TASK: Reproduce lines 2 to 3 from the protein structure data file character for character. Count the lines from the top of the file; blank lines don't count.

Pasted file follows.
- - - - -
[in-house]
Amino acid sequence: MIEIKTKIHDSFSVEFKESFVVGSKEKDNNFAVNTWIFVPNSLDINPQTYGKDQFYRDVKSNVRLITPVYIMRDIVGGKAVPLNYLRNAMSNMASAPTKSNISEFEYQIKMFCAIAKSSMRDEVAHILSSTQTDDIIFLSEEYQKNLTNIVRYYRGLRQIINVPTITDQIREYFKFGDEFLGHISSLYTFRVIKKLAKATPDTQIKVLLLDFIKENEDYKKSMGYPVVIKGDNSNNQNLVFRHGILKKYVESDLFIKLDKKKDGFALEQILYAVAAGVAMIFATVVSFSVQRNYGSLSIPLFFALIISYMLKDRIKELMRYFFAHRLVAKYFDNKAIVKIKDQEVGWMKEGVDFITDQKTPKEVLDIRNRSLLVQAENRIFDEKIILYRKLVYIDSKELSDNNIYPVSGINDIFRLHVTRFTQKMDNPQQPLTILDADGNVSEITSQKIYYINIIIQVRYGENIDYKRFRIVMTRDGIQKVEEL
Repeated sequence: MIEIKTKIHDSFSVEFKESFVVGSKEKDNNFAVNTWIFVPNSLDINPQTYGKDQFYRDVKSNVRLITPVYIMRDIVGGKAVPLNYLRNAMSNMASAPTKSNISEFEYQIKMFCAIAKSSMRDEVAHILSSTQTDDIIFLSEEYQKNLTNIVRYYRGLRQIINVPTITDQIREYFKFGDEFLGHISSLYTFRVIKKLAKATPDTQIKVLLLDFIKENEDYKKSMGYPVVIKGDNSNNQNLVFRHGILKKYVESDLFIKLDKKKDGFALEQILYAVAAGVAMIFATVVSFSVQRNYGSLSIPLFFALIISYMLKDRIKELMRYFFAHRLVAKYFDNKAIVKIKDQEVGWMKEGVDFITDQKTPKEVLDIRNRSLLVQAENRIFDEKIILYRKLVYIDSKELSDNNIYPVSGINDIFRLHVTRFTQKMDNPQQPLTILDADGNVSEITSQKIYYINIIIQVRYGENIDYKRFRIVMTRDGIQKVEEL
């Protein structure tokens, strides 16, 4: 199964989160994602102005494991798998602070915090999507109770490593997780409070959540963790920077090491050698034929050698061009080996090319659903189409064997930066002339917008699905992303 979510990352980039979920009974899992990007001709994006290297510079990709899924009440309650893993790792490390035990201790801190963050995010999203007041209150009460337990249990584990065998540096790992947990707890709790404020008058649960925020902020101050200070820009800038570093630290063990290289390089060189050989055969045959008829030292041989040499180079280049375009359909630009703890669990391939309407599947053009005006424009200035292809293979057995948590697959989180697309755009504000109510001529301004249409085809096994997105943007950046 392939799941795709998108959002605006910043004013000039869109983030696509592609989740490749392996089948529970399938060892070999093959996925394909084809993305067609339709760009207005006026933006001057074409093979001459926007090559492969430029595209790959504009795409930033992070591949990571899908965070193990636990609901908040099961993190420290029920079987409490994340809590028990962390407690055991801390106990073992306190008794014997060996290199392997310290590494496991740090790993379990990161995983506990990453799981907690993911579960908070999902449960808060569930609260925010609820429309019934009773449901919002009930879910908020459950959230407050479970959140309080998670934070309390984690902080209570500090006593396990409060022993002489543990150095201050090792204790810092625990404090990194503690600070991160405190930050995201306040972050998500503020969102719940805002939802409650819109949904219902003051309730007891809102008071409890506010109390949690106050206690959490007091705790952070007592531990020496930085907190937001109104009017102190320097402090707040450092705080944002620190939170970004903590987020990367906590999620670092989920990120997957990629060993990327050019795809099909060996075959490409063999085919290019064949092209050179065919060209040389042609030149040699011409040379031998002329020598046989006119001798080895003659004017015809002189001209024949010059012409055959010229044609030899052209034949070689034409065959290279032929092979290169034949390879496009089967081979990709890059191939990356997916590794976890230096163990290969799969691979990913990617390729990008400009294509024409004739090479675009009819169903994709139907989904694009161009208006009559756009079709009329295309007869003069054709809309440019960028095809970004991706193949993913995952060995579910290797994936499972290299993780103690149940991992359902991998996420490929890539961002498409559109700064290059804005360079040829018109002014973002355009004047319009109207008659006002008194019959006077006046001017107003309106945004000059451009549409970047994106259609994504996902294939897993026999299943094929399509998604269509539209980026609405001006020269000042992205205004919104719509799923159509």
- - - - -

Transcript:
Amino acid sequence: MIEIKTKIHDSFSVEFKESFVVGSKEKDNNFAVNTWIFVPNSLDINPQTYGKDQFYRDVKSNVRLITPVYIMRDIVGGKAVPLNYLRNAMSNMASAPTKSNISEFEYQIKMFCAIAKSSMRDEVAHILSSTQTDDIIFLSEEYQKNLTNIVRYYRGLRQIINVPTITDQIREYFKFGDEFLGHISSLYTFRVIKKLAKATPDTQIKVLLLDFIKENEDYKKSMGYPVVIKGDNSNNQNLVFRHGILKKYVESDLFIKLDKKKDGFALEQILYAVAAGVAMIFATVVSFSVQRNYGSLSIPLFFALIISYMLKDRIKELMRYFFAHRLVAKYFDNKAIVKIKDQEVGWMKEGVDFITDQKTPKEVLDIRNRSLLVQAENRIFDEKIILYRKLVYIDSKELSDNNIYPVSGINDIFRLHVTRFTQKMDNPQQPLTILDADGNVSEITSQKIYYINIIIQVRYGENIDYKRFRIVMTRDGIQKVEEL
Repeated sequence: MIEIKTKIHDSFSVEFKESFVVGSKEKDNNFAVNTWIFVPNSLDINPQTYGKDQFYRDVKSNVRLITPVYIMRDIVGGKAVPLNYLRNAMSNMASAPTKSNISEFEYQIKMFCAIAKSSMRDEVAHILSSTQTDDIIFLSEEYQKNLTNIVRYYRGLRQIINVPTITDQIREYFKFGDEFLGHISSLYTFRVIKKLAKATPDTQIKVLLLDFIKENEDYKKSMGYPVVIKGDNSNNQNLVFRHGILKKYVESDLFIKLDKKKDGFALEQILYAVAAGVAMIFATVVSFSVQRNYGSLSIPLFFALIISYMLKDRIKELMRYFFAHRLVAKYFDNKAIVKIKDQEVGWMKEGVDFITDQKTPKEVLDIRNRSLLVQAENRIFDEKIILYRKLVYIDSKELSDNNIYPVSGINDIFRLHVTRFTQKMDNPQQPLTILDADGNVSEITSQKIYYINIIIQVRYGENIDYKRFRIVMTRDGIQKVEEL